Technical Handling: The Reign 1 feels more like a super-capable XC machine and less capable as a downhill bike when pushed beyond a certain point. All hail the dropper post – which gave us the confidence to roll into sketchy sections, often unseen. When pointed in a straight line, it can speed down some truly hairy stuff, but its tail end gets a bit flexible when the bike is pressed hard through a tight banked corner, or when landing slightly crossed up. Some riders attributed the flex to the Reign’s lack of a through-axle. The wheels remained tight and true and we tested tire pressures up to 40psi, so their observations may be correct. Where the Giant put in a stellar show was at speed through chattery rocks. Corner after corner on the descent of the AM/trail loop, the stable chassis and smooth suspension kept the Reign glued and hooked up where other bikes were bouncing and sliding around.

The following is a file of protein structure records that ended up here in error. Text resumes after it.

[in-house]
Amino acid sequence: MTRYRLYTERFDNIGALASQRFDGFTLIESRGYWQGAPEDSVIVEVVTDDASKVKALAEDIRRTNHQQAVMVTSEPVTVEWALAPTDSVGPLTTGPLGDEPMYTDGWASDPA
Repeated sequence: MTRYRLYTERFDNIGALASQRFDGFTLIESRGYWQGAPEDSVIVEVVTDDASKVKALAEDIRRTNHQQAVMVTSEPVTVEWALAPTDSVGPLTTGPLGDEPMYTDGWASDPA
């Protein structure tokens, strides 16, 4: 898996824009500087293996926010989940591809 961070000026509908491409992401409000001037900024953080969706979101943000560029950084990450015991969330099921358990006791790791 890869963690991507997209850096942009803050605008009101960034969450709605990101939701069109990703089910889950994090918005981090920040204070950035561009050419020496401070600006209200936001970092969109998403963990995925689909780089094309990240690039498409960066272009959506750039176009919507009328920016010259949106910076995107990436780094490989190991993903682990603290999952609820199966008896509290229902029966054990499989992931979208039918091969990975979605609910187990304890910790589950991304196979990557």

Downhill: On the DH course, the Giant got the job done, but not without some effort on the rider’s part. The highlight of its descending was that, in banked or arcing turns, the Reign always felt like we could have entered with more speed. Rounding tight left-right-left type sections, the long feeling wheelbase required riders to over correct to get the bike around quickly. Most felt that the rear suspension pushed through its travel too quickly over the bigger bumps – which could have been solved with a couple of clicks on the Flood Gate dial at the expense of some small-bump harshness. The bottom line was that the Reign did not shy from anything large or small on the DH course, but landing the larger jumps and pushing it around high-G turns required a level of commitment from the rider.